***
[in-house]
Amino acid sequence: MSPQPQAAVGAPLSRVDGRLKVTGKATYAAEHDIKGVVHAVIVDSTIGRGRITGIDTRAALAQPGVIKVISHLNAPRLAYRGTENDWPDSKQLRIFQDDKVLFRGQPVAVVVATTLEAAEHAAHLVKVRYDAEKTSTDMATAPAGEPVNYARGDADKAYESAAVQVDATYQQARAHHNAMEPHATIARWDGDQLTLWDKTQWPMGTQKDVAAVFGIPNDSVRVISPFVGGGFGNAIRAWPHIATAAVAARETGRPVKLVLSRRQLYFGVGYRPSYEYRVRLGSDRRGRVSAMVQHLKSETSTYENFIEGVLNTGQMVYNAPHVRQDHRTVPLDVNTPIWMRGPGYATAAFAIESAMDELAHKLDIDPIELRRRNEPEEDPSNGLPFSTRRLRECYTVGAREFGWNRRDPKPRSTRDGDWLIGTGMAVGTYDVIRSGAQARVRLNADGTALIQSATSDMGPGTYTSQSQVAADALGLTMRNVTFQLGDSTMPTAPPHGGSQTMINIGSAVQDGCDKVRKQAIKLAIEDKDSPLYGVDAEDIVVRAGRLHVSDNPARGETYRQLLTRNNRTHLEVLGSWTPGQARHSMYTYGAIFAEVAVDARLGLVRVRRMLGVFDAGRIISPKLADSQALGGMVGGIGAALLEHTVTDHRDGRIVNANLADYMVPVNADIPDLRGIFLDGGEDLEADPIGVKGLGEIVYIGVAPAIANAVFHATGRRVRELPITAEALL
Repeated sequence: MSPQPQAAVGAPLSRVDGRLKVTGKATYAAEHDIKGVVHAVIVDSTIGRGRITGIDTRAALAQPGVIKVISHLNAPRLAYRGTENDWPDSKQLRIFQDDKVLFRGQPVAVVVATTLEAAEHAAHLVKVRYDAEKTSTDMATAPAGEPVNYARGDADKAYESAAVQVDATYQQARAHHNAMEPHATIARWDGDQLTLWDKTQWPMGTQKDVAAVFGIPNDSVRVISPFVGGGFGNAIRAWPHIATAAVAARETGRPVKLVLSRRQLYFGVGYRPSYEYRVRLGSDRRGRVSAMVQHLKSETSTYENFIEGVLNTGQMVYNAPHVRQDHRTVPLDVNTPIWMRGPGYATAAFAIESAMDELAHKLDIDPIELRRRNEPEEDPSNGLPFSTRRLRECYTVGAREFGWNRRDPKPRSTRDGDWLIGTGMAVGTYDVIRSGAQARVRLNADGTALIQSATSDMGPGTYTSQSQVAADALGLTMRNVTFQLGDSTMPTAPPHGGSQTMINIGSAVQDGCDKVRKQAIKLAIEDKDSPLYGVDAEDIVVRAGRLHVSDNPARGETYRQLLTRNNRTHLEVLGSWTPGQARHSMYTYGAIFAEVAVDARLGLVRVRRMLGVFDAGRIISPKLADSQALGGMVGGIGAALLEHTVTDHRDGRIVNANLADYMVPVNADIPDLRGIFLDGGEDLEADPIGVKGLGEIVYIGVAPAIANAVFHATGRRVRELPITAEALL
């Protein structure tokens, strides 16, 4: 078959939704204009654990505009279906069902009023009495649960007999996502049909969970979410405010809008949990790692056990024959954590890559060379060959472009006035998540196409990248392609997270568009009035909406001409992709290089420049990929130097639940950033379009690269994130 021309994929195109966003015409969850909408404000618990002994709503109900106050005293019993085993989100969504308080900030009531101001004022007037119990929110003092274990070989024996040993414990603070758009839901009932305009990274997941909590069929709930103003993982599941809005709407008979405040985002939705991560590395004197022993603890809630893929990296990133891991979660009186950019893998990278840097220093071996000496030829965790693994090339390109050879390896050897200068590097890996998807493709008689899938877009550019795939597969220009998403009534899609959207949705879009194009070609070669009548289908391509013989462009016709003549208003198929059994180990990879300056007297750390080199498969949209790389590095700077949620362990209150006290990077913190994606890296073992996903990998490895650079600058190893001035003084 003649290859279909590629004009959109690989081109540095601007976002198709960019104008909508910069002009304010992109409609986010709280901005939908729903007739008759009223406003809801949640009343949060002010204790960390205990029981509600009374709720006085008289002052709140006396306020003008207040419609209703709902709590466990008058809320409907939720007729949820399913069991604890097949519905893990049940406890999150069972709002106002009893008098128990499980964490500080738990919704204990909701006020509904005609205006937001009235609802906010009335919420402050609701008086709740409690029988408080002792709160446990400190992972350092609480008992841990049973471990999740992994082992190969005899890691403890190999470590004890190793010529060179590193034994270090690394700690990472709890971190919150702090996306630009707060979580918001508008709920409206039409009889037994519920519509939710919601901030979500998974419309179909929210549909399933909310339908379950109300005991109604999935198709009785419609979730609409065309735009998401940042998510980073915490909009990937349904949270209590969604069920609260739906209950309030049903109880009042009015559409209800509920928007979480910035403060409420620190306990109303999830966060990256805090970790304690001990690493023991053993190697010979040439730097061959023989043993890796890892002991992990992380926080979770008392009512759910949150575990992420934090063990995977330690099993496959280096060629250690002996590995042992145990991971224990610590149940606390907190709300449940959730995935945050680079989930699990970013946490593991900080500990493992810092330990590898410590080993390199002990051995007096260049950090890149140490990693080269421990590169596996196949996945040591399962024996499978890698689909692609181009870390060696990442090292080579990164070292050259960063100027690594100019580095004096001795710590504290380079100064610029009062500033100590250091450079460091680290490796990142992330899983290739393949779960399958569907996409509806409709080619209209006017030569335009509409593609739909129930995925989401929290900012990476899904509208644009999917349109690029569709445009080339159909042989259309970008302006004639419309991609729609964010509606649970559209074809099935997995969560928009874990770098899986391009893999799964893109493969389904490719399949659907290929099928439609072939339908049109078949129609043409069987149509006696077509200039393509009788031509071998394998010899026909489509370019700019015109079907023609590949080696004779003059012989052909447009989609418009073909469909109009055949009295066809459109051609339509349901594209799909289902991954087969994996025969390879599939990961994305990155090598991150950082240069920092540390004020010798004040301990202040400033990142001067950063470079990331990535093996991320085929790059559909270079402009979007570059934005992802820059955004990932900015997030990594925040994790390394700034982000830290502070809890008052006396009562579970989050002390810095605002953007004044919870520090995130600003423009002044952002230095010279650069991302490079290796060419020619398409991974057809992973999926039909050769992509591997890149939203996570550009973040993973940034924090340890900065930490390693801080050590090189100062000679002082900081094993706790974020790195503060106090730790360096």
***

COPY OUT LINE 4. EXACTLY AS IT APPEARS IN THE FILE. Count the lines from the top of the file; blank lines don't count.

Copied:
């Protein structure tokens, strides 16, 4: 078959939704204009654990505009279906069902009023009495649960007999996502049909969970979410405010809008949990790692056990024959954590890559060379060959472009006035998540196409990248392609997270568009009035909406001409992709290089420049990929130097639940950033379009690269994130 021309994929195109966003015409969850909408404000618990002994709503109900106050005293019993085993989100969504308080900030009531101001004022007037119990929110003092274990070989024996040993414990603070758009839901009932305009990274997941909590069929709930103003993982599941809005709407008979405040985002939705991560590395004197022993603890809630893929990296990133891991979660009186950019893998990278840097220093071996000496030829965790693994090339390109050879390896050897200068590097890996998807493709008689899938877009550019795939597969220009998403009534899609959207949705879009194009070609070669009548289908391509013989462009016709003549208003198929059994180990990879300056007297750390080199498969949209790389590095700077949620362990209150006290990077913190994606890296073992996903990998490895650079600058190893001035003084 003649290859279909590629004009959109690989081109540095601007976002198709960019104008909508910069002009304010992109409609986010709280901005939908729903007739008759009223406003809801949640009343949060002010204790960390205990029981509600009374709720006085008289002052709140006396306020003008207040419609209703709902709590466990008058809320409907939720007729949820399913069991604890097949519905893990049940406890999150069972709002106002009893008098128990499980964490500080738990919704204990909701006020509904005609205006937001009235609802906010009335919420402050609701008086709740409690029988408080002792709160446990400190992972350092609480008992841990049973471990999740992994082992190969005899890691403890190999470590004890190793010529060179590193034994270090690394700690990472709890971190919150702090996306630009707060979580918001508008709920409206039409009889037994519920519509939710919601901030979500998974419309179909929210549909399933909310339908379950109300005991109604999935198709009785419609979730609409065309735009998401940042998510980073915490909009990937349904949270209590969604069920609260739906209950309030049903109880009042009015559409209800509920928007979480910035403060409420620190306990109303999830966060990256805090970790304690001990690493023991053993190697010979040439730097061959023989043993890796890892002991992990992380926080979770008392009512759910949150575990992420934090063990995977330690099993496959280096060629250690002996590995042992145990991971224990610590149940606390907190709300449940959730995935945050680079989930699990970013946490593991900080500990493992810092330990590898410590080993390199002990051995007096260049950090890149140490990693080269421990590169596996196949996945040591399962024996499978890698689909692609181009870390060696990442090292080579990164070292050259960063100027690594100019580095004096001795710590504290380079100064610029009062500033100590250091450079460091680290490796990142992330899983290739393949779960399958569907996409509806409709080619209209006017030569335009509409593609739909129930995925989401929290900012990476899904509208644009999917349109690029569709445009080339159909042989259309970008302006004639419309991609729609964010509606649970559209074809099935997995969560928009874990770098899986391009893999799964893109493969389904490719399949659907290929099928439609072939339908049109078949129609043409069987149509006696077509200039393509009788031509071998394998010899026909489509370019700019015109079907023609590949080696004779003059012989052909447009989609418009073909469909109009055949009295066809459109051609339509349901594209799909289902991954087969994996025969390879599939990961994305990155090598991150950082240069920092540390004020010798004040301990202040400033990142001067950063470079990331990535093996991320085929790059559909270079402009979007570059934005992802820059955004990932900015997030990594925040994790390394700034982000830290502070809890008052006396009562579970989050002390810095605002953007004044919870520090995130600003423009002044952002230095010279650069991302490079290796060419020619398409991974057809992973999926039909050769992509591997890149939203996570550009973040993973940034924090340890900065930490390693801080050590090189100062000679002082900081094993706790974020790195503060106090730790360096």